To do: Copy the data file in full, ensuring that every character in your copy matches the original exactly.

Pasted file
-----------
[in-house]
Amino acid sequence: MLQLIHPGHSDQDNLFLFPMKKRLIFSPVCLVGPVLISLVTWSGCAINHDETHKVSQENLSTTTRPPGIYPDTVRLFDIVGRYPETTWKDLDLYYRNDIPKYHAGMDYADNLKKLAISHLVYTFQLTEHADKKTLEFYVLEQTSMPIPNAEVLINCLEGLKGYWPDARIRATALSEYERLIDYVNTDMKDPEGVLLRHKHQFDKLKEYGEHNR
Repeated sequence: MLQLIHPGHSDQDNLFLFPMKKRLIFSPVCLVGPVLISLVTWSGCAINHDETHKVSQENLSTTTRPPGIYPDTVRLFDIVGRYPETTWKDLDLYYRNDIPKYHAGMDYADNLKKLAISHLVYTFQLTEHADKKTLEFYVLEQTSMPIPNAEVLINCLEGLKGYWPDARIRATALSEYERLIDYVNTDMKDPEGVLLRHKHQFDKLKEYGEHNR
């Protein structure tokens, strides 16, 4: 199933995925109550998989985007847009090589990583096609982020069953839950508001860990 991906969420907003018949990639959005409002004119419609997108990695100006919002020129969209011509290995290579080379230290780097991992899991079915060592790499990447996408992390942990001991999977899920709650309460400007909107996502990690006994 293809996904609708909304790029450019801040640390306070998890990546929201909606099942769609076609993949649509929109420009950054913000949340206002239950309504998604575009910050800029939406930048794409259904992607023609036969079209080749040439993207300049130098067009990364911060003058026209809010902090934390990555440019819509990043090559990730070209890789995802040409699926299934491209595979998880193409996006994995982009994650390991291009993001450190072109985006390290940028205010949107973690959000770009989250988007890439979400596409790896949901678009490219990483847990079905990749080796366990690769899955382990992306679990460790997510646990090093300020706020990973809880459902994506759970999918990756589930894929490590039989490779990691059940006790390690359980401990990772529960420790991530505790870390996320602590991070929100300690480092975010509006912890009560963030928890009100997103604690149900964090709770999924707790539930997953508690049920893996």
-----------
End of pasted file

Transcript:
[in-house]
Amino acid sequence: MLQLIHPGHSDQDNLFLFPMKKRLIFSPVCLVGPVLISLVTWSGCAINHDETHKVSQENLSTTTRPPGIYPDTVRLFDIVGRYPETTWKDLDLYYRNDIPKYHAGMDYADNLKKLAISHLVYTFQLTEHADKKTLEFYVLEQTSMPIPNAEVLINCLEGLKGYWPDARIRATALSEYERLIDYVNTDMKDPEGVLLRHKHQFDKLKEYGEHNR
Repeated sequence: MLQLIHPGHSDQDNLFLFPMKKRLIFSPVCLVGPVLISLVTWSGCAINHDETHKVSQENLSTTTRPPGIYPDTVRLFDIVGRYPETTWKDLDLYYRNDIPKYHAGMDYADNLKKLAISHLVYTFQLTEHADKKTLEFYVLEQTSMPIPNAEVLINCLEGLKGYWPDARIRATALSEYERLIDYVNTDMKDPEGVLLRHKHQFDKLKEYGEHNR
């Protein structure tokens, strides 16, 4: 199933995925109550998989985007847009090589990583096609982020069953839950508001860990 991906969420907003018949990639959005409002004119419609997108990695100006919002020129969209011509290995290579080379230290780097991992899991079915060592790499990447996408992390942990001991999977899920709650309460400007909107996502990690006994 293809996904609708909304790029450019801040640390306070998890990546929201909606099942769609076609993949649509929109420009950054913000949340206002239950309504998604575009910050800029939406930048794409259904992607023609036969079209080749040439993207300049130098067009990364911060003058026209809010902090934390990555440019819509990043090559990730070209890789995802040409699926299934491209595979998880193409996006994995982009994650390991291009993001450190072109985006390290940028205010949107973690959000770009989250988007890439979400596409790896949901678009490219990483847990079905990749080796366990690769899955382990992306679990460790997510646990090093300020706020990973809880459902994506759970999918990756589930894929490590039989490779990691059940006790390690359980401990990772529960420790991530505790870390996320602590991070929100300690480092975010509006912890009560963030928890009100997103604690149900964090709770999924707790539930997953508690049920893996």